Below is an image of a real photo postcard I just purchased. A handwritten caption on the back identifies the people as a group of “Fort Collins Trap Shooters.” Unfortunately, that’s all the caption tells us.

Fort Collins Trap Shooters, c. 1915

Trap shooting, the sport of shooting at clay targets released from a spring trap, got a late start in Fort Collins but quickly became popular. It started in the United States in the 1830s, when live birds, released from under hats, were the targets. Glass balls, occasionally filled with feathers for realism, replaced live birds in the 1860s but by the time the sport came to Fort Collins, clay disks were the targets of choice.

A short article in the September 5, 1906, Fort Collins Weekly Courier reported, “One of the trap shooting machines, used at Denver last week during the great tournament was secured for Fort Collins and has been installed at Prospect Park.” About a month later, the Courier announced that a trap shooting tournament “with handsome prizes” would be held at Prospect Park on October 16 and 17, 1906. Trap shooting was underway in Fort Collins.

Fort Collins residents started competing in local, state, and even national contests. The August 27, 1920, Fort Collins Courier reported on the success of one of our residents, H. Kent Mitton. Mitton, a county tax assessor and agricultural inspector, competed in the 1920 U. S. Trapshooting Tournament. He broke 99 of 100 targets, tying with two other men, and then broke 25 of 25 targets in a shoot off to win the tournament. You can bet he came home a hero.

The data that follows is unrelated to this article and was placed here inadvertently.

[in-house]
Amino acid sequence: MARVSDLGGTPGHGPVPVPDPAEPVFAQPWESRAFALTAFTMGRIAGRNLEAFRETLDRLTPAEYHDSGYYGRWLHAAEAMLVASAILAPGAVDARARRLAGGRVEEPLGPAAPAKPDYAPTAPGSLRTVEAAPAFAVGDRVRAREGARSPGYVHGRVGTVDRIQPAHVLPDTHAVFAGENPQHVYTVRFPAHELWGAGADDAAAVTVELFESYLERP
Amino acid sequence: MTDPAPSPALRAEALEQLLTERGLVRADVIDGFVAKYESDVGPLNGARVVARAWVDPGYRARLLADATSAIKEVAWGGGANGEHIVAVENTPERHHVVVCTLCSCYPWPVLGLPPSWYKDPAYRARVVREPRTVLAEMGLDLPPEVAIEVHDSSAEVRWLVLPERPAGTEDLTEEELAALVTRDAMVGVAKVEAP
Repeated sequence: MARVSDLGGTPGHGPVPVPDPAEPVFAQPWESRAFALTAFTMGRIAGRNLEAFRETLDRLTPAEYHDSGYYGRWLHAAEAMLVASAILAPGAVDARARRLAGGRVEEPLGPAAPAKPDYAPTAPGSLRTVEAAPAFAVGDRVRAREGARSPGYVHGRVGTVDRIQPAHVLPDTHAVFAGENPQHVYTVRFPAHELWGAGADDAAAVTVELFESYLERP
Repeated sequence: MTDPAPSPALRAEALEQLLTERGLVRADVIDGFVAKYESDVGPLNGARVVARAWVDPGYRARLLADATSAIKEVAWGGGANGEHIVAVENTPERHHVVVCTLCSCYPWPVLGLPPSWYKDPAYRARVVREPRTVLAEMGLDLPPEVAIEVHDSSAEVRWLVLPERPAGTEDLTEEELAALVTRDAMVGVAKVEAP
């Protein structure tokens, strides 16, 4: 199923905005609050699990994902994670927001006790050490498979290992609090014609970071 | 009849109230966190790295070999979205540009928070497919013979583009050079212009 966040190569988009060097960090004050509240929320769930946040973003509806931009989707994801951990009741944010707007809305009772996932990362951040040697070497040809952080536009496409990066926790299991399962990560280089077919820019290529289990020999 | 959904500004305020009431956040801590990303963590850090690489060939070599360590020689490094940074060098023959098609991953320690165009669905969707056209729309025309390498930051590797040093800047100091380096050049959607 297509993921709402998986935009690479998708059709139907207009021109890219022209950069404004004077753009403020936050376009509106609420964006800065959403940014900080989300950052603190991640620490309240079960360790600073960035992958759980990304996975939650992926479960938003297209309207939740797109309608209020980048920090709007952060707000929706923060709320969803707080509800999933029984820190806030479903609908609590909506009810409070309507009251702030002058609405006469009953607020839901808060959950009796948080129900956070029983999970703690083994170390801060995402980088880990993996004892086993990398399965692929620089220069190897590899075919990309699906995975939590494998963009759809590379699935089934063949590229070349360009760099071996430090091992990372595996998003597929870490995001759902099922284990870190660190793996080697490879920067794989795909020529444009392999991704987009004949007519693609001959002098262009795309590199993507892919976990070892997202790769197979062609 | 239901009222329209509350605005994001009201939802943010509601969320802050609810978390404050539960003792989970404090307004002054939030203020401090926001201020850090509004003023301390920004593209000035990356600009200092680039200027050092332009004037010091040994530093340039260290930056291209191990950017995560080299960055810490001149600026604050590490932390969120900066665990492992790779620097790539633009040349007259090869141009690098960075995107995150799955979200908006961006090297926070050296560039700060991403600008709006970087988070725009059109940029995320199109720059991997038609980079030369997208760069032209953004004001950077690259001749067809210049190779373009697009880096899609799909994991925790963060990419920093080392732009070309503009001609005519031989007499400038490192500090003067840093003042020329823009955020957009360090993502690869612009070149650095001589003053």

But what do we know about this image? First, we can approximate the date. Unused real photo postcards can be dated by the stamp box on the back of the card. This postcard was produced between 1905 and 1920. Because there are a few cars in the background, I’d guess it was toward the end of this period, maybe 1915, give or take a few years.

We can also reasonably guess that it was taken at a trap shooting tournament. There are a number of shooters and a photographer wouldn’t have made real photo postcards unless he expected a number of people to buy them.

It will probably never be known who is shown in this image, but there is a chance that someone out there might know where the picture was taken. As mentioned earlier, local trap shooting started at Prospect Park, which would eventually become part of City Park. By July 1909, Lindenmeier Lake was being mentioned as the site of trap shooting tournaments. Later articles mentioned tournaments “on club property,” with no mention of where that property was located.

If you have an idea of where this photograph was taken, please share the location with us by leaving a comment below.



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